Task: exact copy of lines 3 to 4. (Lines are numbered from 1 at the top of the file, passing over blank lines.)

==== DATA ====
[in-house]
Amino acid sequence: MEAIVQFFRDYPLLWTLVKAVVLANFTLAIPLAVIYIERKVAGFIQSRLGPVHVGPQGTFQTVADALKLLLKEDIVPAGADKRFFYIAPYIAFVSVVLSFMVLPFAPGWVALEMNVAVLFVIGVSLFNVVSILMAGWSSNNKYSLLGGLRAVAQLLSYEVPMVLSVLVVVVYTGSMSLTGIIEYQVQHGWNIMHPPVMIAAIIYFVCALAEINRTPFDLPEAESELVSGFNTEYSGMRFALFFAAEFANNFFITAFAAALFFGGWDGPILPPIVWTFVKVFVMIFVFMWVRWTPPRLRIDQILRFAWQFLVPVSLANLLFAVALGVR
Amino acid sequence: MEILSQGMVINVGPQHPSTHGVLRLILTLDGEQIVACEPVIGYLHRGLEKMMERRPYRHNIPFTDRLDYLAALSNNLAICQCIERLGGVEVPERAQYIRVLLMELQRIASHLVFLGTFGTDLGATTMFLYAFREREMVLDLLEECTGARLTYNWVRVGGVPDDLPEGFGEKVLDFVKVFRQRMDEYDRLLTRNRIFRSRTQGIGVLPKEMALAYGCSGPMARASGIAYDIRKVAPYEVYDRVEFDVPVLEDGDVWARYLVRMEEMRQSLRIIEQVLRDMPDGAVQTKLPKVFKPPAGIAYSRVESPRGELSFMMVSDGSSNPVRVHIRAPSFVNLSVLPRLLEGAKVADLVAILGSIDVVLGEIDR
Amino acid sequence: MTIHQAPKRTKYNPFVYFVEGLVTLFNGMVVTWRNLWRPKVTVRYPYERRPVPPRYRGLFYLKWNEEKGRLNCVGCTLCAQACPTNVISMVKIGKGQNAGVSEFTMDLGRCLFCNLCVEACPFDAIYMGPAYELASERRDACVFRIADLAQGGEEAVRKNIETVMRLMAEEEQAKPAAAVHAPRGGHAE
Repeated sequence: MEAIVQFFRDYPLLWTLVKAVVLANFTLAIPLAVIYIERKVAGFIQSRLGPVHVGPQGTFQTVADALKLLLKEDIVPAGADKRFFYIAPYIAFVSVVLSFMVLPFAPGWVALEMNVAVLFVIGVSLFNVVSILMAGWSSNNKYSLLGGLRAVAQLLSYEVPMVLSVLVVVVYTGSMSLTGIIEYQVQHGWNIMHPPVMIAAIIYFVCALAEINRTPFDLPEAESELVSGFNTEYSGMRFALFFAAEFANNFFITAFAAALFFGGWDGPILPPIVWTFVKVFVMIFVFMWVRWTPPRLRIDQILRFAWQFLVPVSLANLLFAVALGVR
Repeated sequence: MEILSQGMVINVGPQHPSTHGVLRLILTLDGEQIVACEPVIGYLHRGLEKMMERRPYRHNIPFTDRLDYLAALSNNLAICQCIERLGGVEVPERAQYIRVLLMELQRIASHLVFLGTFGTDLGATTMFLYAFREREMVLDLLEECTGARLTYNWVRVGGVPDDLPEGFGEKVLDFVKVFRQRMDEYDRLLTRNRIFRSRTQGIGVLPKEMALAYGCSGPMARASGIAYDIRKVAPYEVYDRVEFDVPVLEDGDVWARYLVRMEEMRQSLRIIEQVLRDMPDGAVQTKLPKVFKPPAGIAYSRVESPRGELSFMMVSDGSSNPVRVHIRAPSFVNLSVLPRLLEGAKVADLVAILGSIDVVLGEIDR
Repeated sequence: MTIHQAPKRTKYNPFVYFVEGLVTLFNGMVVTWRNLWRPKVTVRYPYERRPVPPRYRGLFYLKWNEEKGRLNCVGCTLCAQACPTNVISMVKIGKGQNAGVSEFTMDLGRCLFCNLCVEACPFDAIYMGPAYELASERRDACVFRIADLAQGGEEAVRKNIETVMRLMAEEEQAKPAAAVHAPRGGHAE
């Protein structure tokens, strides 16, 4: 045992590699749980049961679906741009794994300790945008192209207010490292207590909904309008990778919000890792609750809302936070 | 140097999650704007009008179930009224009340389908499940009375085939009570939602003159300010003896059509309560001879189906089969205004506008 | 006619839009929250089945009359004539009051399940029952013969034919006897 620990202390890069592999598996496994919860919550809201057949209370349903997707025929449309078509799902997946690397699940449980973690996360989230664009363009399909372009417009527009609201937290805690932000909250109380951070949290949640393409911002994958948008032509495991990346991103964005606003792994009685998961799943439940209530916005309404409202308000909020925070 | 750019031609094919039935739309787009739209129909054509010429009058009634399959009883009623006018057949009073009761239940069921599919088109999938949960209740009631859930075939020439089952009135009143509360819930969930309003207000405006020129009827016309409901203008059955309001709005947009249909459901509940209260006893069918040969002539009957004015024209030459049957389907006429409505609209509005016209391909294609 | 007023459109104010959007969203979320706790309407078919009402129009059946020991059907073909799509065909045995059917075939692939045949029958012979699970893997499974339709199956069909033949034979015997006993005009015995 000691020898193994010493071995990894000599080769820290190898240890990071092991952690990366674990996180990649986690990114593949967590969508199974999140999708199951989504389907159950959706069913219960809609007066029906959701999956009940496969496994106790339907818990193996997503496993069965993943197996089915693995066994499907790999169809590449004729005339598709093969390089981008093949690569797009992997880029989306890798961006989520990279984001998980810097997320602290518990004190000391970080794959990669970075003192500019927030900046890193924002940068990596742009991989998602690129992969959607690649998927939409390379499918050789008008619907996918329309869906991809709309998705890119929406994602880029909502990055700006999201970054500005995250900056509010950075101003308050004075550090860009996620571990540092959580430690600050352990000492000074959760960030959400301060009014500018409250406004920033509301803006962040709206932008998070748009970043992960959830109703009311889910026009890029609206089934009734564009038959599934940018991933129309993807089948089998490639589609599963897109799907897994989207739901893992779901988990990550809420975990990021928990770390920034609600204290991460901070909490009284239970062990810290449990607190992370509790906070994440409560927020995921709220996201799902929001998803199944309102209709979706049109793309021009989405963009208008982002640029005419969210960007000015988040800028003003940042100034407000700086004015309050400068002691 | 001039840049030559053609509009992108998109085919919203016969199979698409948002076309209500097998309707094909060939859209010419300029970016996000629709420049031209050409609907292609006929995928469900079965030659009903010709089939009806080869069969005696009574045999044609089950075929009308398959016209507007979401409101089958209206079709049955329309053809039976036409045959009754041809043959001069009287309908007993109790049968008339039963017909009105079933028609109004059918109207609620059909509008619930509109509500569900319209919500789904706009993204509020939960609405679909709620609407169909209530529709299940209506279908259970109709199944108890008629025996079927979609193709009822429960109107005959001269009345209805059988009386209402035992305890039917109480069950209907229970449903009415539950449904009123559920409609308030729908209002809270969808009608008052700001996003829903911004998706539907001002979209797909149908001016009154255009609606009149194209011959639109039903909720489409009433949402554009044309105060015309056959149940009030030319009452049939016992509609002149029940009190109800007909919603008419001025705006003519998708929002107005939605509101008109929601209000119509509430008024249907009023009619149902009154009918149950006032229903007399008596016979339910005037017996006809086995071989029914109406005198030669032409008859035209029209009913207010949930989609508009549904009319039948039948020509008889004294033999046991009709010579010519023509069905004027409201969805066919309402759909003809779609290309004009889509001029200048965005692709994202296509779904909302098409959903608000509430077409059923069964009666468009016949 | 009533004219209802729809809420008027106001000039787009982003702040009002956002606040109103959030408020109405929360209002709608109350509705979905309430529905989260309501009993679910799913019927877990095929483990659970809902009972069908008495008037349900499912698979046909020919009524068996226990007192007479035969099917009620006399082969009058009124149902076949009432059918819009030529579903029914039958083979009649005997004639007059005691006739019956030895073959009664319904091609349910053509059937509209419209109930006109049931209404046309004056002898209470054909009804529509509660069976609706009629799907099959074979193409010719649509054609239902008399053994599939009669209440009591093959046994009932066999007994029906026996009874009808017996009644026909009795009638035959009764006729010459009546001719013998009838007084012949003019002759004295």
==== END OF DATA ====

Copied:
Amino acid sequence: MEILSQGMVINVGPQHPSTHGVLRLILTLDGEQIVACEPVIGYLHRGLEKMMERRPYRHNIPFTDRLDYLAALSNNLAICQCIERLGGVEVPERAQYIRVLLMELQRIASHLVFLGTFGTDLGATTMFLYAFREREMVLDLLEECTGARLTYNWVRVGGVPDDLPEGFGEKVLDFVKVFRQRMDEYDRLLTRNRIFRSRTQGIGVLPKEMALAYGCSGPMARASGIAYDIRKVAPYEVYDRVEFDVPVLEDGDVWARYLVRMEEMRQSLRIIEQVLRDMPDGAVQTKLPKVFKPPAGIAYSRVESPRGELSFMMVSDGSSNPVRVHIRAPSFVNLSVLPRLLEGAKVADLVAILGSIDVVLGEIDR
Amino acid sequence: MTIHQAPKRTKYNPFVYFVEGLVTLFNGMVVTWRNLWRPKVTVRYPYERRPVPPRYRGLFYLKWNEEKGRLNCVGCTLCAQACPTNVISMVKIGKGQNAGVSEFTMDLGRCLFCNLCVEACPFDAIYMGPAYELASERRDACVFRIADLAQGGEEAVRKNIETVMRLMAEEEQAKPAAAVHAPRGGHAE